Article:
P4 administration enhanced the performance in the novel object recognition test for both the BIG1 (post hoc t(16) = 3.855, p < 0.001) and the BIG2 (post hoc t(16) = 4.726, p < 0.0001) OVX females compared to their vehicle control groups (F(1,32) = 114.3; p < 0.0001; Figure 6F). The BIG1 OVX females had higher RIs compared to the BIG2 OVX females (strain: F(1,32) = 7.32; p < 0.011, irrespective of treatment group (strain by treatment interaction: F(1,32) = 0.36; p > 0.55)).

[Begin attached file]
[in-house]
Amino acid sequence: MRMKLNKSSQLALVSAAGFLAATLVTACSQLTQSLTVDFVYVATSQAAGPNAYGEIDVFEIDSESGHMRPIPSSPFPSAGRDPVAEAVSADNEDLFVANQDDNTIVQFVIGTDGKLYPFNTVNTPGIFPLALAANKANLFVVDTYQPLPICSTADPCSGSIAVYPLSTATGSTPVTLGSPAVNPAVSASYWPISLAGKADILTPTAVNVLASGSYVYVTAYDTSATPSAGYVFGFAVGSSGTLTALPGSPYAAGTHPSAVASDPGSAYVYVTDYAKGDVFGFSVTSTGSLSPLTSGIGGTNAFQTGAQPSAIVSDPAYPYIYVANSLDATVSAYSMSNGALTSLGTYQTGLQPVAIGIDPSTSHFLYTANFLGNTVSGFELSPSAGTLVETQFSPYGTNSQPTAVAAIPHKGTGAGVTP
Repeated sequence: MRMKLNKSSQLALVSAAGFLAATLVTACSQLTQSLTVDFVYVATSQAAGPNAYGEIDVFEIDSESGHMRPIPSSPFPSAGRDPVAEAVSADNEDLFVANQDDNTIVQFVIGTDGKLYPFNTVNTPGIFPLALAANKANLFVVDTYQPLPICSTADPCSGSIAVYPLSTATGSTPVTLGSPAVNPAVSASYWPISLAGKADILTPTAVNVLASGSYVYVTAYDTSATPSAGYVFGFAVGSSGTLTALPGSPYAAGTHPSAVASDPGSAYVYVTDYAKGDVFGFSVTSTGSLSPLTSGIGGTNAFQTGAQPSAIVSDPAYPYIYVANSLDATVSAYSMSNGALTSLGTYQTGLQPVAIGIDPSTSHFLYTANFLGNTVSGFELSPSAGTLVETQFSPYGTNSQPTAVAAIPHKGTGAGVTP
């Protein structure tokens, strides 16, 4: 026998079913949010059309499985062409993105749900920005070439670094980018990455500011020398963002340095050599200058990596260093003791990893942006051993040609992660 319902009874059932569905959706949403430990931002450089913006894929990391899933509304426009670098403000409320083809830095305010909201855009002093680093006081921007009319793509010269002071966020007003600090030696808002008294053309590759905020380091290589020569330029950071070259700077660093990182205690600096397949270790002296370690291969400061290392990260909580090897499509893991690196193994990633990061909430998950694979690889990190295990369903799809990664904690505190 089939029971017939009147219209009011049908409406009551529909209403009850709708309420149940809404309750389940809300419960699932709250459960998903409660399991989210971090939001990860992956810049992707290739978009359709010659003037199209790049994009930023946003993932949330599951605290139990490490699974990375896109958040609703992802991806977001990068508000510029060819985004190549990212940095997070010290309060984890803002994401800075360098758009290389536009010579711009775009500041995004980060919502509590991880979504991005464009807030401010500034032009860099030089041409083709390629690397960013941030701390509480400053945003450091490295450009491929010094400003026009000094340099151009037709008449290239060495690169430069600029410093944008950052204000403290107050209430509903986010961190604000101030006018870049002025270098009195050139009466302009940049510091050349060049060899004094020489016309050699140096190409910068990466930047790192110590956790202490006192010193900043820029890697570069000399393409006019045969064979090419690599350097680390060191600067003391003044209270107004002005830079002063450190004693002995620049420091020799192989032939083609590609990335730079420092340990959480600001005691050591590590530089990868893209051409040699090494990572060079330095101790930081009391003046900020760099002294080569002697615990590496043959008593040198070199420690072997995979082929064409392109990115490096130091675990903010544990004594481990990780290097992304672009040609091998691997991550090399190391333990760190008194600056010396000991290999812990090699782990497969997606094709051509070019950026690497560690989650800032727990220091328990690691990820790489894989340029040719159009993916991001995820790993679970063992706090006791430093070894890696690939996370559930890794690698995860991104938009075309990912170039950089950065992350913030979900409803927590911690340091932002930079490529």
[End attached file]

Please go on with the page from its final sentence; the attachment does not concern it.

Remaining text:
In the current study we showed that acute OVX for 7 days resulted in a significant increase in the compulsive-like nesting and marble burying behaviors of BIG1 and BIG2 female mice. No increase in nesting and marble burying was observed for the Control and SMALL strains, which shows the specificity of the OVX effects for the compulsive-like condition. The exacerbations in compulsive-like behaviors in BIG mice were attenuated by acute subcutaneous administration of E2, but not P4. Human studies have shown that gonadal steroids trigger or precipitate mood disorders in women with a history of an already existing disease condition when compared to women without it (Hay et al., 1994; Schmidt et al., 1998; Clayton and Ninan, 2010). Onset and exacerbation of OCD associated with pregnancy and postpartum has been shown in human studies (Neziroglu et al., 1992; Williams and Koran, 1997; Labad et al., 2005; Uguz et al., 2007; Forray et al., 2010) establishing a strong link between reproductive events and OCD. However, there is lack of literature on how obsessions and compulsions and associated affective and cognitive behaviors vary during induced menopause. According to a review (Forray et al., 2010) a large variation exists in human studies on onset and exacerbation of OCD during reproductive events and one of the contributing factors could be innate differences in patient populations. In congruence with this we found that BIG1 sham females had higher nesting scores when compared to BIG2 sham females. This variation in compulsive-like nesting behavior was also seen post acute OVX but was abolished in the E2 treatment regimen. What is more intriguing is the fact that BIG1 and BIG2 females did not exhibit variation in compulsive-like marble burying. This is an interesting finding indicating heterogeneity in the BIG strains based on compulsive-like traits and genetic background as often seen in subgroups of OCD patients (Fontenelle et al., 2005; Grados and Riddle, 2008; Leckman et al., 2009). Whether E2 might be more effective compared to P4 in reducing OCD symptoms in postmenopausal females, as seen in our OVX compulsive-like mice, remains to be elucidated.